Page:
The ALERT Algorithm: How to Simply Define a Period of Elevated Disease Incidence

Despite the number of infections, hospitalizations, and deaths from influenza each year, developing the ability to predict the timing of these outbreaks has remained elusive. Public health practitioners have lacked a reliable, easy-to-implement method for predicting the onset of a period of elevated influenza incidence in a community. We (a team of statisticians, epidemiologists, and clinicians) have developed a model to help public health practitioners develop simple, adaptable, data-driven rules to define a period of increased disease incidence in a given location.

May 02, 2019

The Evolution of the WHO/NREVSS Influenza Surveillance System: The Challenges and Opportunities that Accompany Electronic Laboratory Data

The Influenza Division (ID) in the Centers for Disease Control and Prevention (CDC) maintains the WHO/NREVSS surveillance system, a network of laboratories in the U.S. that report influenza testing results. This system has seen many changes during the past 40 years, especially since the 2009 H1N1 pandemic. This was due in large part to increased adoption of HL7 messaging via PHLIP. PHLIP data is detailed, standardized influenza testing information, reported in near real-time.

May 02, 2019

The Growth and Variation of Symptoms of Influenza-like Illness: An Application of the Linear Growth Curve Model in Syndromic Surveillance in Rural China

Symptoms of influenza-like illness (ILI) were reported daily by health workers via the integrated syndromic surveillance system in rural China (ISSC)(1).


To analyze the growth and variation of ILI reports using individual growth curve model.

May 02, 2019

Evaluation of the Influenza Sentinel Surveillance System in Singapore 2011-2012

MOH's national sentinel surveillance programme for influenza is part of the WHO international laboratory-based surveillance network to detect the emergence and spread of new antigenic variants of influenza viruses. Virological sample collection is on-going and is carried out during both outbreak and non-outbreak periods.In 2011 and 2012, the sentinel surveillance programme involved a total of 169 sites (18 government primary care clinics and 151 private/general practitioner [GP] clinics).


April 28, 2019

Two-stage Approach for Detecting Aberration of Influenza-like Illness

Pandemic 2009 H1N1 influenza and recent H7N9 influenza outbreaks made the public aware of the threat of influenza infection. In fact, annual influenza epidemic caused heavy disease burden and high economic loss around the world [1, 2]. Although the virological surveillance provided the high sensitivity and specificity for testing results, the timeliness and the cost of the test were not feasible for extensive public health surveillance. In addition, traditional sentinel physician surveillance also encountered many challenges such as the representativeness and reporting bias.

May 02, 2019

Influenza Sentinel Surveillance in Lagos State Nigeria, 2009 _ 2011

Outbreaks of Avian influenza (AI) in poultry were first reported in Nigeria in 2006 (1). The only human case was reported in 2007 (1). The epizootics of AI among poultry and wild birds and subsequent risk to human health highlighted the need to detect influenza viruses with pandemic potential and for establishment of Influenza Sentinel Surveillance (ISS) System.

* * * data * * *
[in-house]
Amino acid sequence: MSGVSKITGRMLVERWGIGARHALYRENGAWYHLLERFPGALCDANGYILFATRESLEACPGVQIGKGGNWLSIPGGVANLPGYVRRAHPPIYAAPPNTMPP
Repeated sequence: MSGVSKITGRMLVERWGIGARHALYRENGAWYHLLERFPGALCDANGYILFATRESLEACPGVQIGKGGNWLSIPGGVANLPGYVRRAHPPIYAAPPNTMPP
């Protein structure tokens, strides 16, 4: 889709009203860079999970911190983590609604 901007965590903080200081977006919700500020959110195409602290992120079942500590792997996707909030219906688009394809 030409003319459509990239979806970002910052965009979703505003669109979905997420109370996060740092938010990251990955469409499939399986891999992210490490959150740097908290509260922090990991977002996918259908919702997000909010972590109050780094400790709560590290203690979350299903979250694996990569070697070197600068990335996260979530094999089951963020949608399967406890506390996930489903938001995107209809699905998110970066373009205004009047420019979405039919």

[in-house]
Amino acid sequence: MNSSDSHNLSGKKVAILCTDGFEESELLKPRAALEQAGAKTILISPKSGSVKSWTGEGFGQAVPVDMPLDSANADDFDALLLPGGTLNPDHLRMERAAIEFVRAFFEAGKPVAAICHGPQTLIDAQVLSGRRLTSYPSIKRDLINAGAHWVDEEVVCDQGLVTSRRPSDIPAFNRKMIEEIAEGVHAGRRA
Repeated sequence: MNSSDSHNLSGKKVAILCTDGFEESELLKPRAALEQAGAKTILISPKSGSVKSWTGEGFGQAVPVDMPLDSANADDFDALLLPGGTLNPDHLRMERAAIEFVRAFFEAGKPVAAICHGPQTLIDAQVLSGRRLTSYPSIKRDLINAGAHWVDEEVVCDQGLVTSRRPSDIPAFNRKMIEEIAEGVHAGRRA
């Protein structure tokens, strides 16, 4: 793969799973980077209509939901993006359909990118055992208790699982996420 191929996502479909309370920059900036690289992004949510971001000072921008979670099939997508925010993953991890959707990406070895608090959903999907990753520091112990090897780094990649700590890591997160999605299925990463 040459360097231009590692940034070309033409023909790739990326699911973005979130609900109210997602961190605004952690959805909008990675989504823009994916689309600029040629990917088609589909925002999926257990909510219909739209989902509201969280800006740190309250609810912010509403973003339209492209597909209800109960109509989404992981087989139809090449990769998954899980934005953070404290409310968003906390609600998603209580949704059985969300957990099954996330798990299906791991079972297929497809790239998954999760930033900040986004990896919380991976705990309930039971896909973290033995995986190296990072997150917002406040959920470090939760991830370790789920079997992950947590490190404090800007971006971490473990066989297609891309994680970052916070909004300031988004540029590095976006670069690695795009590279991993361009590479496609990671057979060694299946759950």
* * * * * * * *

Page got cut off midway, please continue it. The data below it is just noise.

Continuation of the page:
April 28, 2019

Under-ascertainment of Illness due to Influenza in Administrative Databases, a Population-based Record Linkage Study

Under-ascertainment of severe outcomes of influenza infections in administrative databases has long been recognised. After reviewing registered deaths following an influenza epidemic in 1847, William Farr, of the Registrar-General's Office, London, England, commented: ''the epidemic carried off more than 5,000 souls over and above the mortality of the season, the deaths referred to that cause [influenza] are only 1,157"[1].

May 02, 2019

Influenza Surveillance in the Department of Veterans Affairs (VA): 2012-2013 Influenza Season

Influenza is associated with significant morbidity and mortality nationally each year and VA's large elderly population is at particular risk. VA Office of Public Health (OPH) has monitored influenza and influenza-like-illness (ILI) activity using the VA's biosurveillance system since 2009 (1,2). VA influenza surveillance capacity has expanded significantly in recent years to include inpatient influenza data, telephone triage data, laboratory testing data and enhanced geospatial mapping capabilities.


April 28, 2019

Multiple Surveillance Systems Track an Active Flu Season

Each season in the United States a multi-component influenza surveillance system monitors and describes influenza activity. This presentation will describe the overall picture of influenza virus circulation and compare data from each of the surveillance components to previous years to better understand what turned out to be a season with high levels of activity. Also, to provide a global context for this season, data from the U.S. will be compared to other Northern Hemisphere countries, and a selection of vaccine strains for the 2013-2014 will be covered.

September 28, 2017

ILI and SARI Surveillance along the California & Arizona Borders with Mexico, 2011-12

National borders do not prevent the transmission of pathogens and associated vectors among border populations. The Naval Health Research Center (NHRC) has collaborated with the Mexican Secretariat of Health, the U. S. Department of State’s Biosecurity Engagement Program (BEP) and the U. S. Centers for Disease Control and Prevention (CDC) in concert with local health officials to conduct ILI surveillance (since 2004) and SARI surveillance (since 2009) in the border region.


May 17, 2018


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